At this time of year, the children at this nursery school learn about Festivals of Light, including Christmas, Hanukkah, Diwali and Kwanzaa. The teachers present each festival with excitement, respect and delight. Since kids learn experientially, they learn about the festivals in circle time, but also with crafts, cooking, singing and games. Parents are invited in to help share in the learning and celebrating.
With a short reminder on what they learned last week about Christmas, the circle teacher started explaining about another Festival-Hanukkah. The moment the word Hanukkah came out of her mouth, the simmering excitement exploded around the circle. There was no holding back.
“We have a Christmas tree!” proclaimed one girl.
“We have Hanukkah at my house!” shouted another.
“We have Christmas AND Hanukkah at MY house!” came from another. This last child was propelled to jump up with pure glee as she gave her announcement.
If you look around this circle of kids and talk to the parents, you realize, there are many different faiths, cultures, races and traditions represented in the two classrooms. The teachers know it. The parents know it. But the little kids probably don’t know it yet, at least not in an organized way. But they are on their way to figuring it out.
How they figure it out matters quite a bit, it seems to me. Three and four year olds are just beginning to realize the complexities of themselves, of their families, and of others. At this point, they certainly know if they are a boy or a girl. But they have a long way to go towards full understanding of how else they are alike and how they might be different from others. They can’t yet understand very much about things like religion, skin color, ethnicity, socio economic status, sexual orientation, beliefs, and more.
Add a few more years though, and they will have grown leaps and bounds in their understanding of how different people can be, even while living in the same community. They’ll know the ins and outs of those Festivals of Light and a whole lot more about this great big world.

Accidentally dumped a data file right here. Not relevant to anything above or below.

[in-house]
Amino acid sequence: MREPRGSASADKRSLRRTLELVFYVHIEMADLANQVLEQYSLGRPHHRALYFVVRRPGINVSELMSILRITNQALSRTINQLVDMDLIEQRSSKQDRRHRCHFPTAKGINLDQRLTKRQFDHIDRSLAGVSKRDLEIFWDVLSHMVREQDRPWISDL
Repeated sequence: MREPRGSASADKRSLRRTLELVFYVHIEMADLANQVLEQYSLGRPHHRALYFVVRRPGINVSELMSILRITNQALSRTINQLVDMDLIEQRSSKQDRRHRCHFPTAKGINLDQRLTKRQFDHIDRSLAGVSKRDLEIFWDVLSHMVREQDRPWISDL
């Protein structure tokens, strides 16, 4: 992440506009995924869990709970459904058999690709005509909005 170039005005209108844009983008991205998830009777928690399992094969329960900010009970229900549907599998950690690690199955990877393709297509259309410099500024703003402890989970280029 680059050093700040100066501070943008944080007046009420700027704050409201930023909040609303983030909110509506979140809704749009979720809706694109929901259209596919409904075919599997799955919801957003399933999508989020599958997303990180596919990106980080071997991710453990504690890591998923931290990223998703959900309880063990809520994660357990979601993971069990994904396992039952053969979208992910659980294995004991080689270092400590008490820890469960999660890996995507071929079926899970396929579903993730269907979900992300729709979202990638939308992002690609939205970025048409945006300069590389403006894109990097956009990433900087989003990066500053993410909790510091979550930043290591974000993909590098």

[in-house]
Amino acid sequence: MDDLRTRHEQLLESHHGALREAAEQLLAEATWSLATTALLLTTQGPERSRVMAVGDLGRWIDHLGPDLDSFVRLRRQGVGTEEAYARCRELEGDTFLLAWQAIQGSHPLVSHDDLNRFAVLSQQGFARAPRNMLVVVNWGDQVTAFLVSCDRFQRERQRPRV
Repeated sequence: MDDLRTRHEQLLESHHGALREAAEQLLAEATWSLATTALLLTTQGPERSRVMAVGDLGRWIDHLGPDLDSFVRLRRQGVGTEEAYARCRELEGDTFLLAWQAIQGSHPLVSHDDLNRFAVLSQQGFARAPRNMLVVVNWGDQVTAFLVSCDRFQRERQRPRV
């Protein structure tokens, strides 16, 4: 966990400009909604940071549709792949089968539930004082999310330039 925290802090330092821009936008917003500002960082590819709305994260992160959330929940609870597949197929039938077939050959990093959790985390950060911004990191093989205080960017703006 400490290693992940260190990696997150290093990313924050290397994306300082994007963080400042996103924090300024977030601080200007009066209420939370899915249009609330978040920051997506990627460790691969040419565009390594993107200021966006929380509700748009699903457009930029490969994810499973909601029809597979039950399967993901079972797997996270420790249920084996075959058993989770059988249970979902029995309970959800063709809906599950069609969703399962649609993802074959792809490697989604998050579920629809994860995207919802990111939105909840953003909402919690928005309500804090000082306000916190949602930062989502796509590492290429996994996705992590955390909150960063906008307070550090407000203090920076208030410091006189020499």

Face it, kids are sponges for learning. It’s fun for them. They are always in learning mode, soaking in facts and also attitudes of those around them. How the grownups (teachers, parents, and neighbors—ie, US) in their lives teach them about differences includes the words used, but also the subtle, and not so subtle, perspectives we ourselves hold. They learn the facts, sure, but they also learn about things like:
· respect (and prejudice),
· compassion (and callousness),
· cooperation (and disagreement),
· love (and hatred),
· politeness (and rudeness)
· fairness (and discrimination)
After sitting in on circle time, I thought how glad I was to see that group of Threes begin taught about differences with excitement, respect and delight. I thought about what it would be like if all children in Scarsdale grew up enjoying their own family traditions AND learning to respect the traditions of families different from their own. I hope each child is growing up that way in our diverse village.
And then I got carried away and thought about what it would be like if, not just the kids in Scarsdale are raised like this, but kids throughout the United States, and even the whole world.
I think we build bridges toward world peace when we raise kids who can
Special thanks to the Greenville Church Community
Nursery School children and staff for inspiring this article.